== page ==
The methodology used for analyzing the chest X-ray may result in an inherent interpretation bias, but we believe that this bias could have been reduced by having two researchers analyze the exams on different occasions, and by reaching a concordance of 92.6%.

Initial chest X-ray revealed that cardiomegaly was present in most patients, thus showing that this condition is a characteristic of the disease; however, pulmonary congestion was characteristic of more severe cases (FC III and IV). Death could not be predicted by the presence of cardiomegaly, but the presence of pulmonary congestion on initial chest X-ray was a prognostic factor for death (p = 0.0222) (OR = 3.16). The analysis of the survival curve showed that the presence of cardiomegaly influenced survival time, but the presence of pulmonary congestion is detrimental to survival, and in its absence, after one year of follow-up, no patient died.

In the literature, the incidence of cardiomegaly has been reported to be between 75.0% and 100%,29,32 depending on the severity of the studied patients; no association between cardiomegaly and death was reported. Pulmonary congestion was described by Arola et al.10 in 78.0% of patients, being a predictor of poorer outcome (p = 0.06). Pulmonary congestion reveals left ventricle diastolic dysfunction in which the final diastolic pressure of the left ventricle increases, being aggravated by mitral regurgitation often found in IDCM, both of which elevate the pressure inside the left atrium and pulmonary veins, causing pulmonary edema into the alveoli, and different degrees of dyspnea.

Maximum CTR obtained during follow-up was significantly lower in the survivor group than in the nonsurvivor group; however, values overlapped, making the distinction between these groups difficult. An identical finding was reported for mean CTR, which was lower in the survivor group in comparison to the nonsurvivor group, with overlapping values between groups, which did not allow us to determine the thresholds for each type of outcome.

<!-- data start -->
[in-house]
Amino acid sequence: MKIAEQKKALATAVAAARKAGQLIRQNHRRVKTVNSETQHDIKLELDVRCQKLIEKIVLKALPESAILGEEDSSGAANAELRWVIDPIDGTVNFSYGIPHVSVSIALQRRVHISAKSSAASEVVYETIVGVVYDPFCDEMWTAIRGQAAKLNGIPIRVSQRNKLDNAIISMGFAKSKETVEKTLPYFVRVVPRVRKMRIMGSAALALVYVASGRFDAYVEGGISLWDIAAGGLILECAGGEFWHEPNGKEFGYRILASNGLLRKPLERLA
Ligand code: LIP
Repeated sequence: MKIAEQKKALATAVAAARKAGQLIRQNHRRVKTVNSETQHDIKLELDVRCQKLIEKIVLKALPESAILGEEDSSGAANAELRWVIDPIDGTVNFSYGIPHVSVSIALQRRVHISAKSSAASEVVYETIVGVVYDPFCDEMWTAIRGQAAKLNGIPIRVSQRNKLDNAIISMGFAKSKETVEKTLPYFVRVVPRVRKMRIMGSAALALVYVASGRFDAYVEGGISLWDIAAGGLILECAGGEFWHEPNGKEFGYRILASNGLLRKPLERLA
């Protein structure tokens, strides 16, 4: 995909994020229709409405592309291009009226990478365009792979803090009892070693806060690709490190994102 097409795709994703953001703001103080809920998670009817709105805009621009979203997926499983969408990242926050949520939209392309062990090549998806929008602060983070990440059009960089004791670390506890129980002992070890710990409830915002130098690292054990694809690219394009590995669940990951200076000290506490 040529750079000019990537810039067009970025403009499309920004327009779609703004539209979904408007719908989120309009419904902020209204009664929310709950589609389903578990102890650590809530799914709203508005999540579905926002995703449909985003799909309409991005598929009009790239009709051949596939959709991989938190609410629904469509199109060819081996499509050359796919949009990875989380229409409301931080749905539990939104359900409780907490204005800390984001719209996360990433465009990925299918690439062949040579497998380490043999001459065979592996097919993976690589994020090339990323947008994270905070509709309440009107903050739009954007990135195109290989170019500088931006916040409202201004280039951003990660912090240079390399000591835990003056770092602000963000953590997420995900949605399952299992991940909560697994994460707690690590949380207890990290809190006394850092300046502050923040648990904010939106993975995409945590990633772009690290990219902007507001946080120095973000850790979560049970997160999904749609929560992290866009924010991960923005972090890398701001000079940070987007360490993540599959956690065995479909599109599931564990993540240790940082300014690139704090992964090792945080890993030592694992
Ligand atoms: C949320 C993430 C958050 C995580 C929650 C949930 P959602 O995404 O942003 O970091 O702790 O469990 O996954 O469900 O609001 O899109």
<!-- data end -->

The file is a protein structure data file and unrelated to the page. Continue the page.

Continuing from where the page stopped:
The literature shows a distinct approach to the measurement of CTR, taking into account the initial and follow-up CTR and its influence on death. Initial CTR was described to be 0.600±0.080 and 0.660±0.058,19,23 with no difference as to death; however, only one study revealed some difference between groups (survivor = 0.571±0.061 vs nonsurvivor 0.651±0.068, p < 0.0001) .11 Follow-up CTR was a prognostic factor for death in only one report (survivor= 0.573±0.068 vs nonsurvivor = 0.697±0.058, p < 0.0001).23

In the analysis of variance of CTR in relation to death, a clear distinction between groups (p < 0.0001) was noted after three months, with a 95%CI, being lower or equal to 0.68 in the survivor group and greater than 0.68 in the nonsurvivor group. The reviewed literature does not analyze CTR changes over time in relation to death during patient follow-up.

Chest X-ray was one of the first ancillary exams used in cardiology and still is considered useful nowadays because of its ease of use and low cost. The assessment of the cardiothoracic ratio is extremely simple and useful for the longitudinal follow-up of pediatric patients with idiopathic dilated cardiomyopathy, serving as an indicative sign of unfavorable outcome and probable necessity for cardiac transplantation.



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Correspondence to
Vitor Manuel Pereira Azevedo
Rua Visconde de Ouro Preto, 39/304
CEP 22250-180 - Rio de Janeiro, RJ, Brazil
Tel.: +55 (21) 2552.4123/9966.4708

Manuscript received Jul 04 2003,accepted for publication Oct 15 2003.